New treatment for peanut allergy is successful for a minority of patients


Published Online: February 3, 2015

Anaphylaxis is a life-threatening allergic reaction, and exposure to peanuts can cause fatal anaphylaxis in people with a peanut allergy—an allergy for which there is currently no treatment. Instead, patients must simply avoid peanuts or peanut proteins. However, allergy immunotherapy is one approach that may reduce the severity of an allergic person’s reactions to peanut.

In a clinical study reported in 2013, patients with peanut allergy underwent 1 year of allergy immunotherapy, in which drops of peanut extract were placed under the tongue once daily. After a year, 14 of 20 active participants (70%) were able to safely consume small amounts of peanut powder in a controlled setting.

The study was continued 2 additional years, and the results of long-term treatment were recently published in The Journal of Allergy and Clinical Immunology. Dr. Wesley Burks and colleagues with CoFAR treated 40 patients for a total of up to 3 years and then evaluated the success of the treatment by giving patients oral food challenges with 10 grams of peanut powder (equivalent to about 16-18 peanuts).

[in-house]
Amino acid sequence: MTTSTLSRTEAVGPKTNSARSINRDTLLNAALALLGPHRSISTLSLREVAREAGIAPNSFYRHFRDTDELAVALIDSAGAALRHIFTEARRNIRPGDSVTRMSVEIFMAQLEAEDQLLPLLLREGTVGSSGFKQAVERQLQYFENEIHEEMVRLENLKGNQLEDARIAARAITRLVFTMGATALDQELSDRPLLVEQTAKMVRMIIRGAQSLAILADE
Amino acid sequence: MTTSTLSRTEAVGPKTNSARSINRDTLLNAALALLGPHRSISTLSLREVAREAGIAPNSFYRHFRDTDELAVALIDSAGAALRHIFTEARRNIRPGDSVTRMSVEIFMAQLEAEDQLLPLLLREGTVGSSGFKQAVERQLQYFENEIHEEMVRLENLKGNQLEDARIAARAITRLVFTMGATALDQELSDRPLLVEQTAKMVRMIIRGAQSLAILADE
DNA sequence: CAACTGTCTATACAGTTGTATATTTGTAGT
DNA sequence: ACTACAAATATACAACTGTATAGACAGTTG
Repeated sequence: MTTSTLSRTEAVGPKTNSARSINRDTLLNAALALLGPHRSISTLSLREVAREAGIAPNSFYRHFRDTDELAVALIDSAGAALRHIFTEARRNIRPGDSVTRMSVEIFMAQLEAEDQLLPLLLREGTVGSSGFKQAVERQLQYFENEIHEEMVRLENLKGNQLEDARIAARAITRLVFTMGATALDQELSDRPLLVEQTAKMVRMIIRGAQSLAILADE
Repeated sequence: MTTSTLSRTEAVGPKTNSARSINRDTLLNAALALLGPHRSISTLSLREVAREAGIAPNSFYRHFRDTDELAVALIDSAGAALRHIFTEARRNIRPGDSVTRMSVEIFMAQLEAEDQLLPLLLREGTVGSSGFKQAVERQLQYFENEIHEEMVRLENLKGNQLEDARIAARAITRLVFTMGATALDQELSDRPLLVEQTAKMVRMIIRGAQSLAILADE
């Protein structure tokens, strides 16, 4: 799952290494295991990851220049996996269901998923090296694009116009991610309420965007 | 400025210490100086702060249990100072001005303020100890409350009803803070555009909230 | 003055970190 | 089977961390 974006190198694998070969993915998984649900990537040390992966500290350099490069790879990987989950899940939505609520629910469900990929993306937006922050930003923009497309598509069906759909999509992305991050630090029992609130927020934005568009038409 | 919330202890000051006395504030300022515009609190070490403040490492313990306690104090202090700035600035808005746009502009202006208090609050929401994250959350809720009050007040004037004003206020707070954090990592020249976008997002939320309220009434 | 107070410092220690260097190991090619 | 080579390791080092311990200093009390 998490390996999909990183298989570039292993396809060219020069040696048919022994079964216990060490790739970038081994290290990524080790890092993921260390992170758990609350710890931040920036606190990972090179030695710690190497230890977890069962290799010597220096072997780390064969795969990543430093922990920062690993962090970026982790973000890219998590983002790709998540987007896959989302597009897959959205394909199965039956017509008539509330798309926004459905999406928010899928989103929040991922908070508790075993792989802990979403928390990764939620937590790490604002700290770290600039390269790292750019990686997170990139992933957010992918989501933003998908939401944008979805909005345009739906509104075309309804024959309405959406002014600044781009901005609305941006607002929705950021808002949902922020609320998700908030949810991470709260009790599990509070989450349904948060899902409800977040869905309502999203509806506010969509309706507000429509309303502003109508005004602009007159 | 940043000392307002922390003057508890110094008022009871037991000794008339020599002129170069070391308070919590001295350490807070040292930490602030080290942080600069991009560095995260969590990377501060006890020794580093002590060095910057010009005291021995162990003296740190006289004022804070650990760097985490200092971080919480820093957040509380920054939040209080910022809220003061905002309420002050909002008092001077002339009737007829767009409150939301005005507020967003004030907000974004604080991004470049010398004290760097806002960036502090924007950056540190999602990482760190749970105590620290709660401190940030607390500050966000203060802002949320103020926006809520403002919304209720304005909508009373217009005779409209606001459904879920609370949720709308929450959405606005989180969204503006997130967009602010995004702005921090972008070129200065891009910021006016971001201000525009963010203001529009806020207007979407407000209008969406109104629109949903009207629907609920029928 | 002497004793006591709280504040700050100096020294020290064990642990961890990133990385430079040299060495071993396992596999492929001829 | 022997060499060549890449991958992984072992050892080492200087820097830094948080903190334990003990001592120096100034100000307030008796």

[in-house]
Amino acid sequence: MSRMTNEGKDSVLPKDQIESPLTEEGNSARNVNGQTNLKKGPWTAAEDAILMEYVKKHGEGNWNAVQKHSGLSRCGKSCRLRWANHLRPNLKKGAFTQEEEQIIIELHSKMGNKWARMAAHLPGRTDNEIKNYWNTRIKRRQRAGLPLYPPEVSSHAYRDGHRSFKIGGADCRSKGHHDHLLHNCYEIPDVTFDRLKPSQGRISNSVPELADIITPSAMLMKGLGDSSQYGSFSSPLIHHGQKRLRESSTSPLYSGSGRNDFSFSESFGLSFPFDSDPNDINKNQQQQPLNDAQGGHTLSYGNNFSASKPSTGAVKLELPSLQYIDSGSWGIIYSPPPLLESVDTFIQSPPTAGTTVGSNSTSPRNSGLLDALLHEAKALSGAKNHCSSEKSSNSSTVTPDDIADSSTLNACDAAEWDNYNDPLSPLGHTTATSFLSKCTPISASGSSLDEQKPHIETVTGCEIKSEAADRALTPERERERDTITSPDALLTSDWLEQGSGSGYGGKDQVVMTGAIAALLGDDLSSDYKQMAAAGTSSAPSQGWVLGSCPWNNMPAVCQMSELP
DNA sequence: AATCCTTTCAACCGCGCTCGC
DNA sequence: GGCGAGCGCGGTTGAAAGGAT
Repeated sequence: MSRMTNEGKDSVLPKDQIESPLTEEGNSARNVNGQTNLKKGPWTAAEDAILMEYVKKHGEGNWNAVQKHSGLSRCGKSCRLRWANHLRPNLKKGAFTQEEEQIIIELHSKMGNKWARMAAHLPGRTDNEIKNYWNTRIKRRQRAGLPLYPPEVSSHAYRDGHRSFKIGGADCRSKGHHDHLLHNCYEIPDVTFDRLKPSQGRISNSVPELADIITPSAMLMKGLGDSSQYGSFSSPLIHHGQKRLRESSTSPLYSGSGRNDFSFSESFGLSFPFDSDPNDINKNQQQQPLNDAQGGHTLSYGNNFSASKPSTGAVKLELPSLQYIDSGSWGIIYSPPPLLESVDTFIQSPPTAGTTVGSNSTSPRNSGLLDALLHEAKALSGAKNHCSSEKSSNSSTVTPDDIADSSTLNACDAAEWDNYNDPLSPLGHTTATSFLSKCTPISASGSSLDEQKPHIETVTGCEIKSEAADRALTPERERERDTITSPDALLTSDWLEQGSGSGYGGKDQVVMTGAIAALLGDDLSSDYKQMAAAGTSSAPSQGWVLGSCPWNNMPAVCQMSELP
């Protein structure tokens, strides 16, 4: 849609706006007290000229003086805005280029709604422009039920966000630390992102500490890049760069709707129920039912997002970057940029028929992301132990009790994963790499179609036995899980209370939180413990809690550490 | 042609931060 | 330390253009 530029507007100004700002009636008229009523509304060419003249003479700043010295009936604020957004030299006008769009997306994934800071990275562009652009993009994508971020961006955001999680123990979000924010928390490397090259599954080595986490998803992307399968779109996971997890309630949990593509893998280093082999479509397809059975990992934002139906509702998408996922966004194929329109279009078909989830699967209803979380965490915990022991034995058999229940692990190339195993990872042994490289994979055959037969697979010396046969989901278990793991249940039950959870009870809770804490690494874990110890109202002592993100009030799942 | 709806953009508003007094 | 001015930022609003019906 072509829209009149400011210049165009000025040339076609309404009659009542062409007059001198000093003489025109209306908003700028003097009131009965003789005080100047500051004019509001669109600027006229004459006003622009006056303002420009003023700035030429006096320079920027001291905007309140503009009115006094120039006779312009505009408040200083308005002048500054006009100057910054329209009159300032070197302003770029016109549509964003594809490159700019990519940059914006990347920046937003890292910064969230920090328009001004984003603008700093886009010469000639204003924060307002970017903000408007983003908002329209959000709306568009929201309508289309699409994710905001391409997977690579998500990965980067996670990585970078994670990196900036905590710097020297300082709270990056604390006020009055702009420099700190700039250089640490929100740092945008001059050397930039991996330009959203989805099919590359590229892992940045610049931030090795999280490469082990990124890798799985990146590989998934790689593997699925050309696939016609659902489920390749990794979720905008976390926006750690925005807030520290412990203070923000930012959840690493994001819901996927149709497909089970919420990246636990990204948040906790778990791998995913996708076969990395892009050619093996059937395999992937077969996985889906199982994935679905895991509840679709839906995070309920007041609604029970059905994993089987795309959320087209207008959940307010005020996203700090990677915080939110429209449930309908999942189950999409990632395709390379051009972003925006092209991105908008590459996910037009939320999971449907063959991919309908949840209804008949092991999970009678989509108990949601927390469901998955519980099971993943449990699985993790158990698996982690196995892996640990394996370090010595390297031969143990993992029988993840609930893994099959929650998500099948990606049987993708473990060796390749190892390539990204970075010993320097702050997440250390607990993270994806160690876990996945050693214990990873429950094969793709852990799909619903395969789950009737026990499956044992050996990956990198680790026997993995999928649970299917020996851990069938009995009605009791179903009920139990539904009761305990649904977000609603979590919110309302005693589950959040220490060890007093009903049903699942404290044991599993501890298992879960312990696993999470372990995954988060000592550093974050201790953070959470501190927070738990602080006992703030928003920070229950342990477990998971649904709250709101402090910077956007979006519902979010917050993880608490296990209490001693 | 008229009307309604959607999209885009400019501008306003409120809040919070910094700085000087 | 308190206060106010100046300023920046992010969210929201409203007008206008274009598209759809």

Of the 40 patients, 4 (10%) were able to consume 10 grams of peanut powder in the food challenge. All 4 were able to consume 10 grams of peanut powder after their therapy had been stopped for 2 weeks. During the study, 16 patients stopped the therapy. The primary reason for stopping was difficulty taking the peanut extract every day.

During the 3-year study, peanut sublingual immunotherapy (“sublingual” meaning the peanut extract was placed under the tongue) had a good safety profile. No severe symptoms were reported. And no patients used epinephrine.

This study provides evidence that peanut sublingual therapy is safe and successful in reducing the severity of reactions to peanut for a minority of patients. For this approach to be used on a more widespread basis, the process would need to be made easier for patients to follow in the long term.


The Journal of Allergy and Clinical Immunology (JACI) is an official scientific journal of the AAAAI, and is the most-cited journal in the field of allergy and clinical immunology.

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